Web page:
During a recent discussion with for Senior Executives at Harvard Business School, Jeff Immelt, CEO of GE shared his insights on leadership, corporate culture, his current role in the company. Invited by Professor Ranjay Gulati, Chair of the HBS Advanced Management Program, the CEO of one of the world’s largest corporations gave an open and honest talk about what he considers to be some of his own mistakes and what keeps a CEO awake at night. With a market capitalization of over $200 billion, nearly 300 000 employees and interests in business segments as divergent as Industrial Production, Energy, Technology and Infrastructure, Capital Finance the list had the potential to be a long one. Continue reading
Category Archives: Guest Authors
BOOK REVIEW: “The Triumph of Emptiness: Consumption, Higher Education, and Work Organization” by Mats Alvesson (2013)
Mats Alvesson’s latest work centres on the depiction of three contemporary conditions of modern western society: grandiosity, illusion tricks and zero sum games; principle among these being grandiosity. Alvesson argues that behind the seemingly impressive façades, there is little to show for consumption, economic growth, prosperity or mass higher education. He ends the book with the rather downbeat conclusion… underlying the grandiose society’s illusion tricks is the triumph of emptiness.
BOOK REVIEW: “When China Rules the World, the end of the western world and the birth of a new global order (second edition)” by Martin Jacques (2012)
Martin Jacques, who holds academic posts at the London School of Economics and Tsinghua Universtiy in Beijing, as well as being a former journalist and founder of the left leaning Demos think-tank has produced a fascinating book about how the world’s political and economic power has been shifting in the early twenty-first century and what is likely to happen next.
Jacques finishes his book with an unexpected flourish (which I am just about to ruin for you) in which he makes a good case for China’s predicted world dominance to become a reality sooner rather than later. Through much of the book he refers to a Goldman Sachs prediction that China’s economy will overtake the United States (US) in 2025. The reader is left to assume that this is the date on which the new world order will be finalised. However, in this final section he points to the rapid implosion of all things American, suggesting that the impact of the 2007/2008 financial crisis on the US (and the Europe Union), together with US foreign policy which has had a myopic focus on the middle-east for the last decade, has left the field wide open for China. He names 2008 as the year that marked the end, or at least the beginning of the end, of a period of US world dominance that has lasted since 1945 and has been unchallenged since the collapse of the Soviet Block in 1989-1991.
British newspapers were full of stories at the end of May about French universities considering teaching in English. There was an element of triumphalism to most of these news reports. Newspaper columnists and their editors had great fun compiling lists of English words in common usage in the French language. My personal favourite is the French name for walkie-talkie two way radio systems, which my newspaper informs me is apparently talkie-walkie. I guess it is quite normal for the institutions of two old rivals to enjoy the embarrassments and agonies of their adversary and to be rather jealous of any successes. C’est la vie! Continue reading →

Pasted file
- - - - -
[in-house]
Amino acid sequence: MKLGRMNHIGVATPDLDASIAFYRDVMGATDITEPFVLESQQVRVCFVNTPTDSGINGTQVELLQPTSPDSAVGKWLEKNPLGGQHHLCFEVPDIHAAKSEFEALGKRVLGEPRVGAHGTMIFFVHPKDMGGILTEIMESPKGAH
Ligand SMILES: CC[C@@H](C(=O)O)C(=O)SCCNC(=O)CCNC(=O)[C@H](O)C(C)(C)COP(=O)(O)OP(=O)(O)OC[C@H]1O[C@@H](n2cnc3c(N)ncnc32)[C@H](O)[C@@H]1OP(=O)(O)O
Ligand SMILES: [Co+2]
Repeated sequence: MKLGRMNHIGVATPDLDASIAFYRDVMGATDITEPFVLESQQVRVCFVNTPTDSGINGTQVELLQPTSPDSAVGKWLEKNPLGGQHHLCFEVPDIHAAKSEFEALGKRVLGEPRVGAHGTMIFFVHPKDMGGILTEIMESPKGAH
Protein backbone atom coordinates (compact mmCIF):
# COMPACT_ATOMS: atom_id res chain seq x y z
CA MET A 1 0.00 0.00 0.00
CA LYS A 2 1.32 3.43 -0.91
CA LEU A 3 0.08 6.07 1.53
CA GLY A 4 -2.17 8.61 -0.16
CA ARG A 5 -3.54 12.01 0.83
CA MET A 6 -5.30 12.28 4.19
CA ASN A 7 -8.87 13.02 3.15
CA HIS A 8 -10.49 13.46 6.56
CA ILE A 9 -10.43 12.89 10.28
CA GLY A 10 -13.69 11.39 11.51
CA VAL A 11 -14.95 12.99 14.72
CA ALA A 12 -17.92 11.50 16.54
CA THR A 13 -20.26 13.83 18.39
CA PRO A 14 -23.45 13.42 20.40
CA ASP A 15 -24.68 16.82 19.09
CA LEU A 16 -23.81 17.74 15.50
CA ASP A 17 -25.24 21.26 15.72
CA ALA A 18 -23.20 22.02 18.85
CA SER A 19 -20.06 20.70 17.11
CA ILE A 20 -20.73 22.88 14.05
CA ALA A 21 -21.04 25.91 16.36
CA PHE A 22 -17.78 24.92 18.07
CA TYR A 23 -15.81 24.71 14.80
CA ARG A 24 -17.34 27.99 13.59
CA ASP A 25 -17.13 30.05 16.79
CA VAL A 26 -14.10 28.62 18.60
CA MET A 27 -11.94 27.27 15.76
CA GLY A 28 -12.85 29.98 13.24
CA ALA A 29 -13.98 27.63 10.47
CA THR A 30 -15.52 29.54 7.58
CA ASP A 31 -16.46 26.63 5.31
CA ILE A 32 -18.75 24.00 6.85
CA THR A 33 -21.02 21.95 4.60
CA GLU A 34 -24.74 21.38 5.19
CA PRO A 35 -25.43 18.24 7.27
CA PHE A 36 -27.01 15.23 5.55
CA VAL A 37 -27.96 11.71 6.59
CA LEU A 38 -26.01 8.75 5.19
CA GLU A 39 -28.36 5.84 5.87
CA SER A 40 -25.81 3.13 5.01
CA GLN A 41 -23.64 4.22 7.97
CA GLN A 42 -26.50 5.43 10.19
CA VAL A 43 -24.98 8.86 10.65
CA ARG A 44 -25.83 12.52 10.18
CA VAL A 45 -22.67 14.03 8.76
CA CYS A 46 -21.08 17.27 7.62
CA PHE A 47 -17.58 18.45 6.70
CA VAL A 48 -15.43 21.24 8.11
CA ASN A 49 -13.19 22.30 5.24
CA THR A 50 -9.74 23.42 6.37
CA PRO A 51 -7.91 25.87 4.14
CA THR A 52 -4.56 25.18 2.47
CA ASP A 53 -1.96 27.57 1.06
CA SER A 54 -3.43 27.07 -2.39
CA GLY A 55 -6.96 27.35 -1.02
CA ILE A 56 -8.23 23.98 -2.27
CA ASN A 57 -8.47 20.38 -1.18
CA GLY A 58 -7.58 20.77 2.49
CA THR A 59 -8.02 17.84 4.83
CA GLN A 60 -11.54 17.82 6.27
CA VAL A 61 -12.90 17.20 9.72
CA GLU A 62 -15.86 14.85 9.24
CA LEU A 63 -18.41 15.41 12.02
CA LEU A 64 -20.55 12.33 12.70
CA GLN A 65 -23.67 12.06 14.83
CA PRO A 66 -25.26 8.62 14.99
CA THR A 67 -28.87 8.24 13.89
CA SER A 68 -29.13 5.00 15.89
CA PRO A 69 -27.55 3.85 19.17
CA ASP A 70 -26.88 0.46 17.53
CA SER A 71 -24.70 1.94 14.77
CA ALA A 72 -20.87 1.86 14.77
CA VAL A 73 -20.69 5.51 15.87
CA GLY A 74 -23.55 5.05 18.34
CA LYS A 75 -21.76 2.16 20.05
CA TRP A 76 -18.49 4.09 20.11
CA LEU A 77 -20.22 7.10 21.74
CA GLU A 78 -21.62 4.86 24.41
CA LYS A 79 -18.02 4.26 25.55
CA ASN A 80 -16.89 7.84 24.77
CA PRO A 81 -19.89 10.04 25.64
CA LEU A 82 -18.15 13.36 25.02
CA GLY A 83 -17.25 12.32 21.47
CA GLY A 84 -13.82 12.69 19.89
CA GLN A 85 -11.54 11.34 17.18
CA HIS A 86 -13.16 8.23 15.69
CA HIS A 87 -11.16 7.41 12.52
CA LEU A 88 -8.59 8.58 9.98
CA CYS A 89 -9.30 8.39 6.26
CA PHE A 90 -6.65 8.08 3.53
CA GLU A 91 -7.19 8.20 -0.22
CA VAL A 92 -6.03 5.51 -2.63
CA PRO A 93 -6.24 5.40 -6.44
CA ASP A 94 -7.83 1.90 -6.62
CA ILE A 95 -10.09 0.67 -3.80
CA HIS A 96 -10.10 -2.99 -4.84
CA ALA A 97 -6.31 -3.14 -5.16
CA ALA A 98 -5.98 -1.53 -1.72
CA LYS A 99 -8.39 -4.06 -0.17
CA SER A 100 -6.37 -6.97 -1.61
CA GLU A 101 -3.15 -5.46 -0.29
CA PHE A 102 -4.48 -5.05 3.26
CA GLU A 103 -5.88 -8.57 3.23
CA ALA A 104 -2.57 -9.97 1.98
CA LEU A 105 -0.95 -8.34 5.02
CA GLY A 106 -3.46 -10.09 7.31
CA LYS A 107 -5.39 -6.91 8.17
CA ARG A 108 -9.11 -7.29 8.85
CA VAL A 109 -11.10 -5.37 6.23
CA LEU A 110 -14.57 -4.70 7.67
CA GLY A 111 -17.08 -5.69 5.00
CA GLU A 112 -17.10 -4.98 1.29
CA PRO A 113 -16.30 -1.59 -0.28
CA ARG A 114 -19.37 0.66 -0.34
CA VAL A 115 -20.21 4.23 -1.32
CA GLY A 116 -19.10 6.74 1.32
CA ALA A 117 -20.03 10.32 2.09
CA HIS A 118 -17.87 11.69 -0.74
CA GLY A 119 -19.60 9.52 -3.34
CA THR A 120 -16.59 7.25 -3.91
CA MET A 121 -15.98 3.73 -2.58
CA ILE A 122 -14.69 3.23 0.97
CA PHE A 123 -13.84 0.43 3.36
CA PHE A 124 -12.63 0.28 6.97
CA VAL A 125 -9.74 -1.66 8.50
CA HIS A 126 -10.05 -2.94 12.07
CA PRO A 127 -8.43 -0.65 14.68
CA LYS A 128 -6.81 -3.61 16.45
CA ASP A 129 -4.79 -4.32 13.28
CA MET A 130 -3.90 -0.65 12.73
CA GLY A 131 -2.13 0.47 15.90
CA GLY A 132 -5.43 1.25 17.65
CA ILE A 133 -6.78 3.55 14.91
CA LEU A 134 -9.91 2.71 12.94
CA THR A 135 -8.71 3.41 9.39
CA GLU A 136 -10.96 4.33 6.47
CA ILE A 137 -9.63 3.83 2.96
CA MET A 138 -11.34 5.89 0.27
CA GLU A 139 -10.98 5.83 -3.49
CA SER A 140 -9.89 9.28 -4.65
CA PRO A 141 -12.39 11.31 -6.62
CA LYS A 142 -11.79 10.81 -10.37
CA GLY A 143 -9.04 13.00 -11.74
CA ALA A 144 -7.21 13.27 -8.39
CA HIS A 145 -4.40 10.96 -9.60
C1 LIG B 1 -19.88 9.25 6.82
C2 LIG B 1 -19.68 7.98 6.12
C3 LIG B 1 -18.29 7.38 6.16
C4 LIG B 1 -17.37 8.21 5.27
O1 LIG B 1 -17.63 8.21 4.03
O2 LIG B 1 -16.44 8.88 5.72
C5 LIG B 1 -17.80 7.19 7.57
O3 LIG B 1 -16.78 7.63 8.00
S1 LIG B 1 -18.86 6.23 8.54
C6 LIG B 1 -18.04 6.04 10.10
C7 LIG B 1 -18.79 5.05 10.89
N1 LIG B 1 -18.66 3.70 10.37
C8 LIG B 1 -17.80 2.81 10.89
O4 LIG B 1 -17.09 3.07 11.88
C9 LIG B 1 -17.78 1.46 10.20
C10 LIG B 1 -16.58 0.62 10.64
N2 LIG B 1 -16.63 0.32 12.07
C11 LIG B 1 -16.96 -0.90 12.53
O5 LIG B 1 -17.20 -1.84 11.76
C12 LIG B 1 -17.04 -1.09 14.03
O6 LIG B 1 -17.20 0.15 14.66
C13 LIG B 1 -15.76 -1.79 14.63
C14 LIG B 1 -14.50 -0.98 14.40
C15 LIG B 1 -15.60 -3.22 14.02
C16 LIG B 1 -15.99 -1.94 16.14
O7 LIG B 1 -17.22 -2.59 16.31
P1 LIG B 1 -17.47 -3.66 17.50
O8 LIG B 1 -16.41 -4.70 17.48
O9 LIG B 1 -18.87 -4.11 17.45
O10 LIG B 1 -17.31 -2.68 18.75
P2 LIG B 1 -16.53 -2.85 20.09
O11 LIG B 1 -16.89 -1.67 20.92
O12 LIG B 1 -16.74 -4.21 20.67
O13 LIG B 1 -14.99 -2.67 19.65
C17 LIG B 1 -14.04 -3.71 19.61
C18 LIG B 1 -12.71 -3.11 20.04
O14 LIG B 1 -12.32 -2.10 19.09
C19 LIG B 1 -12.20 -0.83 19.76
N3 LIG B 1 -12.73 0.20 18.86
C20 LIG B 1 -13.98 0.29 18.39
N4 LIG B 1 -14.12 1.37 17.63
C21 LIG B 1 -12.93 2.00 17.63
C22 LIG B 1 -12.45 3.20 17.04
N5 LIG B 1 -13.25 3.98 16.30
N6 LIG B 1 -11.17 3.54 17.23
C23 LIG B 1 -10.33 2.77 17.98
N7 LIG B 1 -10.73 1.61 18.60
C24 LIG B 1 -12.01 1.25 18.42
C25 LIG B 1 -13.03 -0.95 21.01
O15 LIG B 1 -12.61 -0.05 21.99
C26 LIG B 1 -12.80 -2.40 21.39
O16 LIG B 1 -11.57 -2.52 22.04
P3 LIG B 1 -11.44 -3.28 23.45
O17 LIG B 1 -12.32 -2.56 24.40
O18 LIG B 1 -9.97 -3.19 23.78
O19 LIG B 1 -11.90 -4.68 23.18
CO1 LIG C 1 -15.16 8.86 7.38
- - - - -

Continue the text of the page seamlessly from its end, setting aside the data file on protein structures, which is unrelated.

Those of us working in higher education at the moment must recognise that some of the targets to which are business schools work are leading to dysfunctional outcomes, for example staff being taken away from front line teaching and student support duties so that they can write articles for obscure academic journals.
Two news stories grabbed my attention over the last few days. In my opinion both are indicative of a where we are with globalisation and the shifting powerbases of the global economy. First, Apple apologised for the perception that they showed arrogance to their Chinese customers. Secondly, The Indian Government refused to extend the patent of a cancer drug made by Swiss Pharmaceutical giant, Novartis.
I recently completed some research on the management and organisation of British universities, which concluded that despite being full of good intentions (in this case to internationalise their offering) they lacked the management experience and know-how to implement the changes necessary to implement their strategies. Whilst it seemed fairly clear to me that what they needed to do was improve their management knowledge and know-how, it did not feel entirely comfortable for me to be saying this. After all I work at a Business School, one of whose primary functions is to provide management education to help managers develop their knowledge and know-how.